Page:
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I have a file that has many #define statements such as -

#ifndef UTILITY_H
#define UTILITY_H
#define BUMP 7;
#define WHEEL_DROPS 7;
#define WALL 8;
#define CLIFF_LEFT 9;
#define CLIFF_FRONT_LEFT 10;
#define CLIFF_FRONT_RIGHT 11;
#define CLIFF_RIGHT 12;
#define VIRTUAL_WALL 13;
...
... 
#endif

The list goes on to about 42 different values. I include this file into my other files, but whenever I try to use one of these constants I get errors. For a specific example, I try to do -

Sensor_Packet temp;
temp = robot.getSensorValue(BUMP); //line 54
cout<<temp.values[0]<<endl;

The errors I get are -

main.cpp:54: error: expected ‘)’ before ‘;’ token
main.cpp:54: error: expected primary-expression before ‘)’ token
main.cpp:54: error: expected ‘;’ before ‘)’ token

I don't see why I am getting these errors because BUMP is already defined. This also happens when I try to use a switch statement with the cases being the defines -

switch(which) {
case BUMP:
    //do stuff
case CLIFF_LEFT:
   //do stuff
}

Is there something I am leaving out about using #define? I thought all I had to do was define a constant and then I could just call it. Any help is appreciated.

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This just appeared on the question about favorite one-line C++ bugs (yesterday?). –  Ben Voigt Mar 28 '11 at 2:12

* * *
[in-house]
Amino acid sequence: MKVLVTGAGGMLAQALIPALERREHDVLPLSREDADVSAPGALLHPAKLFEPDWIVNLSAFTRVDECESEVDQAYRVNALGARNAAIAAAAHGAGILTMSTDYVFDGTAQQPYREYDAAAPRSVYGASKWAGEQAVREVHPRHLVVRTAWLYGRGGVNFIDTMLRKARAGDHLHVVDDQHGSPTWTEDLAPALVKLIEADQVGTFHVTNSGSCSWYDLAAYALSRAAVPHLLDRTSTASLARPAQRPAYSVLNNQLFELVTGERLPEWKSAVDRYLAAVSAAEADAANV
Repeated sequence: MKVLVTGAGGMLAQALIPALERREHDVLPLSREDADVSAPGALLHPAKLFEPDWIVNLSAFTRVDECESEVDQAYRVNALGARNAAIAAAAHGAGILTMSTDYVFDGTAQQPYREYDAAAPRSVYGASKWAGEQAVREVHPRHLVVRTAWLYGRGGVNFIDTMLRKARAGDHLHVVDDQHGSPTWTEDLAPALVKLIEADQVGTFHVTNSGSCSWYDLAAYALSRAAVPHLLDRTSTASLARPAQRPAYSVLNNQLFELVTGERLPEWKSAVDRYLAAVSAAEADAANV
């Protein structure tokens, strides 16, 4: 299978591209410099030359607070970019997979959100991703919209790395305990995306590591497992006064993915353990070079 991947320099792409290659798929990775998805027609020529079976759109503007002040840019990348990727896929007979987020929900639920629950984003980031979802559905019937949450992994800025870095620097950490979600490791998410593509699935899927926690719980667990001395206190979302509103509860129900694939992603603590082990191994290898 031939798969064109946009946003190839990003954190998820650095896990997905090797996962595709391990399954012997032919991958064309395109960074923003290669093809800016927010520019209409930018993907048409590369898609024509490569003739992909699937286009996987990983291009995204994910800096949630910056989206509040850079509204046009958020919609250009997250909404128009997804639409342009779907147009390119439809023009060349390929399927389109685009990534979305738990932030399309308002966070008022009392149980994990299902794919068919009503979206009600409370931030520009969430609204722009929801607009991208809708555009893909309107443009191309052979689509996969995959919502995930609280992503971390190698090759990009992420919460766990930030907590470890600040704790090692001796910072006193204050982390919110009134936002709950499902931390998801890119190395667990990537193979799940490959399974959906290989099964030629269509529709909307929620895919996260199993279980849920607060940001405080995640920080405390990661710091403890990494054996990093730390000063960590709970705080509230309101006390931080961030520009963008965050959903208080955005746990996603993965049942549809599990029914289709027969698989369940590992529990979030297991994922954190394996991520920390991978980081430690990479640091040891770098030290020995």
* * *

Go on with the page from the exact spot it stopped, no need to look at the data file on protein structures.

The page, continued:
2 Answers 2

up vote 9 down vote accepted

Take a closer look at your #defines:

#define BUMP 7;

This tells the preprocessor to replace BUMP with 7;. Note that the macro definition includes the semicolon!

So your code actually looks like this to the compiler:

Sensor_Packet temp;
temp = robot.getSensorValue(7;);
cout<<temp.values[0]<<endl;

// ...

switch(which)
{
case 7;:
    // do stuff
case 9;:
    //do stuff
}

Which are clearly syntax errors. To fix this, remove the semicolons in your #define statements.

But in C++, you should be using const ints or enums for constants instead of #defines. Here are some possible examples:

enum CliffPositions
{
    CLIFF_LEFT  = 9,
    CLIFF_FRONT_LEFT = 10,
    CLIFF_FRONT_RIGHT = 11,
    CLIFF_RIGHT = 12,
};

enum WallType
{
    WALL = 8,
    VIRTUAL_WALL = 13;
}

const int BUMP = 7;
const int WHEEL_DROPS = 7;

// etc ...

This way is preferable because unlike #defines, const ints and enums respect scope and are more type-safe.

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(+1) To clarify: remove the ; after all your #define statements –  Brian Roach Mar 28 '11 at 2:07
    
+1 beat me to it. Good point about use of #define here. –  jmccarthy Mar 28 '11 at 2:08
    
If you want to define constants with #define (which can be a good idea due to old C-fuckups) you should do it in the manner #define CONSTANT (VALUE) and without semicolons. –  stefan Mar 28 '11 at 2:11

Remove the semi-colons and you should be good to go.

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